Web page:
The optimum temperature of 28-30°C is required for the proper growth of plants. A temperature below this range inactivates enzymes while high temperature hinders growth.

Other factors
Excess of salt, mineral deficiency and other stress factors also have detrimental effects on growth.

Oxygen
It is essential for aerobic respiration and hence energy.

Water
It is essential for cell elongation, maintenance of turgidity of growing cells and for providing medium for enzyme action.

Light
It is essential for tissue differentiation, synthesis of photosynthetic pigments and photoperiodism.

Gravity
Gravity determines the direction of the shoot and root growth.

Differentiation, Dedifferentiation and Redifferentiation

• Differentiation: It refers to the permanent qualitative changes in structure, chemistry, and physiology of cell wall and protoplasm of cells, tissues and organs.

• Dedifferentiation: It is the process of de specialization of differentiated living cells so that they regain the capacity to divide and form new cells. A dedifferentiated tissue can act as meristem, e.g., interfascicular vascular cambium, cork cambium, and wound cambium. In culture experiments, parenchyma cells dedifferentiate to produce a mass of dividing cells called callus.

• Redifferentiation: Structural, chemical and physiological specialization of cells derived from dedifferentiated meristematic cells are called redifferentiation. It is similar to the differentiation of cells and tissues formed by primary meristems.

DEVELOPMENT

sequence of developmental processes

• Development is the sequence of changes that occur in the structure and functioning of an organism, organ, tissue or cell involving its formation, growth, differentiation, maturation, reproduction, senescence and death. A plant passes through developmental stages of seed germination, seedling, juvenile phase, maturation, flowering, seed formation, and senescence.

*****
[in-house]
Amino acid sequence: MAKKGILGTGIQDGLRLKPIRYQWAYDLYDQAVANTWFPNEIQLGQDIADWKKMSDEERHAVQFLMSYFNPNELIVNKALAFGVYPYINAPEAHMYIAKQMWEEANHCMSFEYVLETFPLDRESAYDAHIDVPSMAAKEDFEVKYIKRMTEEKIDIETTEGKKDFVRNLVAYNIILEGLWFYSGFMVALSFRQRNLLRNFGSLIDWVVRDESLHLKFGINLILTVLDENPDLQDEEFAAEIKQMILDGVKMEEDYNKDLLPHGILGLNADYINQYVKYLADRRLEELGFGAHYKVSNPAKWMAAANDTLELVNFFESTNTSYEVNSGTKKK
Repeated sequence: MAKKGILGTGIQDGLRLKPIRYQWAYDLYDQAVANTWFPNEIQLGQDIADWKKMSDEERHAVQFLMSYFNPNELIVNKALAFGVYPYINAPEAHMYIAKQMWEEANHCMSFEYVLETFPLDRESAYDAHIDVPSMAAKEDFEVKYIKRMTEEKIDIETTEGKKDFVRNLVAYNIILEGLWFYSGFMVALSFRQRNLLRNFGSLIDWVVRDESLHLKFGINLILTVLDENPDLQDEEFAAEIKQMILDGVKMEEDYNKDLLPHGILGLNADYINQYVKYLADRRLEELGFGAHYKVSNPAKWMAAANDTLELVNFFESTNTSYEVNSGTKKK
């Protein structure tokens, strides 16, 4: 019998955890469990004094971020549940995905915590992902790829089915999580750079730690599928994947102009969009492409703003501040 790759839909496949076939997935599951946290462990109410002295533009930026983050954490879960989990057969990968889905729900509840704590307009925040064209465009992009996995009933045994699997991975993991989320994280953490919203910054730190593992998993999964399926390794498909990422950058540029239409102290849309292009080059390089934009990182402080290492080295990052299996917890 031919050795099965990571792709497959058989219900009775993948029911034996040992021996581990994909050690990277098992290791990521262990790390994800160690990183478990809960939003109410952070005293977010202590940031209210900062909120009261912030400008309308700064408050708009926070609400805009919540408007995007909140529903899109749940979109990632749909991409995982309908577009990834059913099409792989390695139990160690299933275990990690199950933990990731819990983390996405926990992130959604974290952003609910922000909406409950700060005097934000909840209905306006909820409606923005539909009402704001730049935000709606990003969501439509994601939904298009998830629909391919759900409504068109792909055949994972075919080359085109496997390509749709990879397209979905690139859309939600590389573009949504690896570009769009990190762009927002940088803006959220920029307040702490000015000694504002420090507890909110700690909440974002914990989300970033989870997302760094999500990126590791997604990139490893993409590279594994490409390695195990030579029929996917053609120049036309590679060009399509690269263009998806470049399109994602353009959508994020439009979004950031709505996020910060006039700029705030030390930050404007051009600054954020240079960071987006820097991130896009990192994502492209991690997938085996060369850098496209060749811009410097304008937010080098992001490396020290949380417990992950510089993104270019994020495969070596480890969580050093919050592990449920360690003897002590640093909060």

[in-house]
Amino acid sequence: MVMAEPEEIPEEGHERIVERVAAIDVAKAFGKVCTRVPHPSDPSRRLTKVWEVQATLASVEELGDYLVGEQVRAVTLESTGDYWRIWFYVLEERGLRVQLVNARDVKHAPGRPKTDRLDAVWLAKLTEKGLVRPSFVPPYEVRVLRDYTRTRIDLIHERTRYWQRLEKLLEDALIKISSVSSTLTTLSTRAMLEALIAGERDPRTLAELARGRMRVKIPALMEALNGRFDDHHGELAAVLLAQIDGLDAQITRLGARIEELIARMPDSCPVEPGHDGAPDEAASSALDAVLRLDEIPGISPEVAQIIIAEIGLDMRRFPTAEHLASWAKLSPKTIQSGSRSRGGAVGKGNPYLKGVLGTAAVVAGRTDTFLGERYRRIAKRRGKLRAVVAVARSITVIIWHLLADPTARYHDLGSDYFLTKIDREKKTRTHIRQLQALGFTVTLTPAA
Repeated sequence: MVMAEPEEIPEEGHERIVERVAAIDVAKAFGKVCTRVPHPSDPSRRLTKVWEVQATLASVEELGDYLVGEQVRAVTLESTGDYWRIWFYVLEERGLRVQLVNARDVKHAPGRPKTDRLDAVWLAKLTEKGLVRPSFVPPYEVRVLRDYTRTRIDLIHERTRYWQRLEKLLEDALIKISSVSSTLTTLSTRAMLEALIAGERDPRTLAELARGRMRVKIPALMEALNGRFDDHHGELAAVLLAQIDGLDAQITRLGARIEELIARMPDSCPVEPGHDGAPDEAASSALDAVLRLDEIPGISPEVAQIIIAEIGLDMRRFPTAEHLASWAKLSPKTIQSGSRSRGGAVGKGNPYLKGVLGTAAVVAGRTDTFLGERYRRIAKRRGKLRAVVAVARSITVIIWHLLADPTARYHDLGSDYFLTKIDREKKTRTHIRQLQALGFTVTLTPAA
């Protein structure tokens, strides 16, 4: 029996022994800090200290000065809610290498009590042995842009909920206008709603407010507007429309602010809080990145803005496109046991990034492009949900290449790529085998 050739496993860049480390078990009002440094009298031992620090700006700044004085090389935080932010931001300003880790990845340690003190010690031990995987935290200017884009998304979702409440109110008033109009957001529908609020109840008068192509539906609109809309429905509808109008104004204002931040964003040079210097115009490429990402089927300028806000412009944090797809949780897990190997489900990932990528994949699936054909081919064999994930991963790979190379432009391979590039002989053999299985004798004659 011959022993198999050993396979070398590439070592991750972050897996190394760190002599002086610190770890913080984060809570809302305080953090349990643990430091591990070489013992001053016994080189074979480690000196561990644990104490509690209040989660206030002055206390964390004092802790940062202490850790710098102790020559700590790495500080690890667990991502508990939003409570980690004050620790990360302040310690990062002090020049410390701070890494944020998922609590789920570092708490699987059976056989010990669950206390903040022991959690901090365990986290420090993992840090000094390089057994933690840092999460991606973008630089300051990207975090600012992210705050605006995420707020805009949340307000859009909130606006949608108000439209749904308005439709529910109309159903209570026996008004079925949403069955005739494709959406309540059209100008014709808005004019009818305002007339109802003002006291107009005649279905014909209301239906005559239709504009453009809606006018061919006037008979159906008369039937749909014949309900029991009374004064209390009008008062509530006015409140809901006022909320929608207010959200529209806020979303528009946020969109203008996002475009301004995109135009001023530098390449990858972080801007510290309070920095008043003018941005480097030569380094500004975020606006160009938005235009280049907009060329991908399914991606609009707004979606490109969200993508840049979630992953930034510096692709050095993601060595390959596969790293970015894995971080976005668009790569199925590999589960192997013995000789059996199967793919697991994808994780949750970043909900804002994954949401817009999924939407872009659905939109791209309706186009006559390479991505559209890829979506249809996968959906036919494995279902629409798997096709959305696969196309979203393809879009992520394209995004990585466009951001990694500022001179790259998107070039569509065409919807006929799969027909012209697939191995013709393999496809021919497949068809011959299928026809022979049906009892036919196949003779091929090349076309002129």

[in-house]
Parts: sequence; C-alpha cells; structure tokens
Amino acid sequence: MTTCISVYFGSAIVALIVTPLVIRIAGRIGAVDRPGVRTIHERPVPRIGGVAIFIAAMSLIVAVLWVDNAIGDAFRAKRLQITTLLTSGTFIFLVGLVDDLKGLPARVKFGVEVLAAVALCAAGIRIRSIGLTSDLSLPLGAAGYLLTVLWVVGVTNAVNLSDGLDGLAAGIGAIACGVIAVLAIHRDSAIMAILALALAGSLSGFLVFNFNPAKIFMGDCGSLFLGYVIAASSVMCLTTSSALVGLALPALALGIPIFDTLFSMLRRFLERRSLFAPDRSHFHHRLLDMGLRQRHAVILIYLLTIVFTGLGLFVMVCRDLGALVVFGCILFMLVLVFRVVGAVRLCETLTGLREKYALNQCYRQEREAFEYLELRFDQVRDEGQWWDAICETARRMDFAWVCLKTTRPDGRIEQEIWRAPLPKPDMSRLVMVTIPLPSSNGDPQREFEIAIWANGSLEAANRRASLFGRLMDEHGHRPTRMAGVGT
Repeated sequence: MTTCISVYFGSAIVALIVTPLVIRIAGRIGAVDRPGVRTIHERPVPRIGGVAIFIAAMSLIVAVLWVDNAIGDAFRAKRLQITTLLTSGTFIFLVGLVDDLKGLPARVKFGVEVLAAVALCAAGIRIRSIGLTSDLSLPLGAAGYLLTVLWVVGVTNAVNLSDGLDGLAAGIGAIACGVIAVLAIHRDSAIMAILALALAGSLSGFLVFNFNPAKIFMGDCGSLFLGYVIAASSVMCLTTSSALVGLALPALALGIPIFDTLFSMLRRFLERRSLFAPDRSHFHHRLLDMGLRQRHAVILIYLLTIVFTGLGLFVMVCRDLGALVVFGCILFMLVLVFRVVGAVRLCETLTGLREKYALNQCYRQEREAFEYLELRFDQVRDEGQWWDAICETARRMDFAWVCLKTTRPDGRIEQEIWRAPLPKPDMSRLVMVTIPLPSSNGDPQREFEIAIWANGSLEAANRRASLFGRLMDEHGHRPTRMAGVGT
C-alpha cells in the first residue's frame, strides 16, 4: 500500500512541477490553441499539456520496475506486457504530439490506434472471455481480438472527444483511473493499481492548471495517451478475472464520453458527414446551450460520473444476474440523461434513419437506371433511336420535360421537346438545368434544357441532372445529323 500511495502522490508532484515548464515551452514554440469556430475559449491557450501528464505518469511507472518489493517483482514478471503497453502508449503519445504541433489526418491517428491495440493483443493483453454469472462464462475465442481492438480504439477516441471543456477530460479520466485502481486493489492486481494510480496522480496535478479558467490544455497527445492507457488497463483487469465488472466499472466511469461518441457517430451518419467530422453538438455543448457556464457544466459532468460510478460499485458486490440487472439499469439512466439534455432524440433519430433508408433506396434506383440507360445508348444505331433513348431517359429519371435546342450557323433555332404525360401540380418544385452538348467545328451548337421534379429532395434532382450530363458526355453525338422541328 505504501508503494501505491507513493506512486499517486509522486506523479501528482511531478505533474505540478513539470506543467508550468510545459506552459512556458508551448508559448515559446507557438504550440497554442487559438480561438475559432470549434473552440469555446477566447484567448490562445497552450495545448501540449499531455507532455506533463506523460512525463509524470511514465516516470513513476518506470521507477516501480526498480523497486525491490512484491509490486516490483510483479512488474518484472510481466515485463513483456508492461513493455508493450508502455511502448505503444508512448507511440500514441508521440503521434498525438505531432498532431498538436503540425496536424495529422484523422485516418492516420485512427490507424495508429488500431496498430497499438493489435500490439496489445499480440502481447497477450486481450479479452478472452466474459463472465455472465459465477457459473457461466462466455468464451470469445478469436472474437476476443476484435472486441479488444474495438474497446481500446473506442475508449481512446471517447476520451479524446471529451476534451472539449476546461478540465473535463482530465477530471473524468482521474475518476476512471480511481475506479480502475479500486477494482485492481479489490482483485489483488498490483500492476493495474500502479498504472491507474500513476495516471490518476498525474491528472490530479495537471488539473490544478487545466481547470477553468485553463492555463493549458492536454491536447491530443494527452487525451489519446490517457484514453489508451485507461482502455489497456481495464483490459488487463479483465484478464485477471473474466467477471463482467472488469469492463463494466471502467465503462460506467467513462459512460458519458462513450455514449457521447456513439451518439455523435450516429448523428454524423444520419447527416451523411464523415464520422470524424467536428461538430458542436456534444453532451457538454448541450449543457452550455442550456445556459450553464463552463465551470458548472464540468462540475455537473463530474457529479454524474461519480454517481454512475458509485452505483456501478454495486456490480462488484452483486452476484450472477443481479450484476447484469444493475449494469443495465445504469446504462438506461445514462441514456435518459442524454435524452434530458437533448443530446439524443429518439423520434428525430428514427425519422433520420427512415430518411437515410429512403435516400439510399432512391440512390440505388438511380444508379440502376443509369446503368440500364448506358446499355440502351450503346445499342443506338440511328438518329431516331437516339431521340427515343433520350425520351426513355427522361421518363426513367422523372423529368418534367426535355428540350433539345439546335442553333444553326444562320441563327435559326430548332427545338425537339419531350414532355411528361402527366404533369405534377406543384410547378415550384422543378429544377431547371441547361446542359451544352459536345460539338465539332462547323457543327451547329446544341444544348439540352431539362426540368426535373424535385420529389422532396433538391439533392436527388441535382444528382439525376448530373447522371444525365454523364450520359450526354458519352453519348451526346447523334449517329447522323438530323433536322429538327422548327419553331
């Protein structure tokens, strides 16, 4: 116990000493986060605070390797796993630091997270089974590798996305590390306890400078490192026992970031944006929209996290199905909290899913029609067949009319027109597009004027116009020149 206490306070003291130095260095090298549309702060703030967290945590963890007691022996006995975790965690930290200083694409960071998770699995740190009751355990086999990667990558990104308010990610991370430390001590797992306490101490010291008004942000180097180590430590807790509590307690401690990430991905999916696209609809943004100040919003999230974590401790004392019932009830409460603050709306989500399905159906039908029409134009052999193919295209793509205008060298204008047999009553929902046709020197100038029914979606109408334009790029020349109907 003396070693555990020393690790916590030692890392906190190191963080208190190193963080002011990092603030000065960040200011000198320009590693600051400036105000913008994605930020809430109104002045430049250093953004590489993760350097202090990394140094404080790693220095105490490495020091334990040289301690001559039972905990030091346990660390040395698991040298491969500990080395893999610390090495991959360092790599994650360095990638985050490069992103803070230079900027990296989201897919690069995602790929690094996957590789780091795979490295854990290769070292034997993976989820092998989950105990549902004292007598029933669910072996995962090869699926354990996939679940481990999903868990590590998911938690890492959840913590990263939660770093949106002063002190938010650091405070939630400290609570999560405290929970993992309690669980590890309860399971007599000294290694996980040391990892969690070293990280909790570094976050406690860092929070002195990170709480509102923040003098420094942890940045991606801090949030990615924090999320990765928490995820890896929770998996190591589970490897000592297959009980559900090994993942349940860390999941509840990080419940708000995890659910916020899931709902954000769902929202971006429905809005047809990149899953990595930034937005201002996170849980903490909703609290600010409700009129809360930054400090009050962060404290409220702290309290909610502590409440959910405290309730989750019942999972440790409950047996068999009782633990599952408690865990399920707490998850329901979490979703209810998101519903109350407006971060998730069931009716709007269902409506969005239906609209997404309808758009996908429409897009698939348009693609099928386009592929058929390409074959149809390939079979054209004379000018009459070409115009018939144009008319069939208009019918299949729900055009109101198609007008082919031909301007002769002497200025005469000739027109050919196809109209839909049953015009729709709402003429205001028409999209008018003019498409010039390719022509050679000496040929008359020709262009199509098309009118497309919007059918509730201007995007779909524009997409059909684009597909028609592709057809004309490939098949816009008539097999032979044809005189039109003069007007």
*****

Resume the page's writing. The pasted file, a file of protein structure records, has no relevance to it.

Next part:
• Conversion of one phase into next is also development, e.g., leaf initiation to leaf expansion, vegetative phase to flowering phase, etc. Development may even occur at the sub-cellular level, e.g., the appearance of chloroplasts in cells exposed to sunlight. The development ultimately leads to senescence and then death.
• Development in plants is not always straightforward. Sometimes, different structures may develop in different phases of growth as well as in response to the environment.
• Therefore, development is under control of both intrinsic, i.e., genetic factors and growth regulators and extrinsic factors, i.e., light, temperature, water, oxygen, and nutrition.

Plasticity
It is the ability to change under the influence of internal or external stimuli. The intrinsic plasticity is observed in the juvenile stage of plants such as cotton, coriander, larkspur, etc., whereas environmental plasticity is found in emergent hydrophytes, e.g., Ranunculus (buttercup). In both the types of plasticity, plants show heterophylly.
Heterophylly refers to the presence of different types of leaves on the same plant habitually in different phases of growth or under different environmental conditions.


No comments:

Post a comment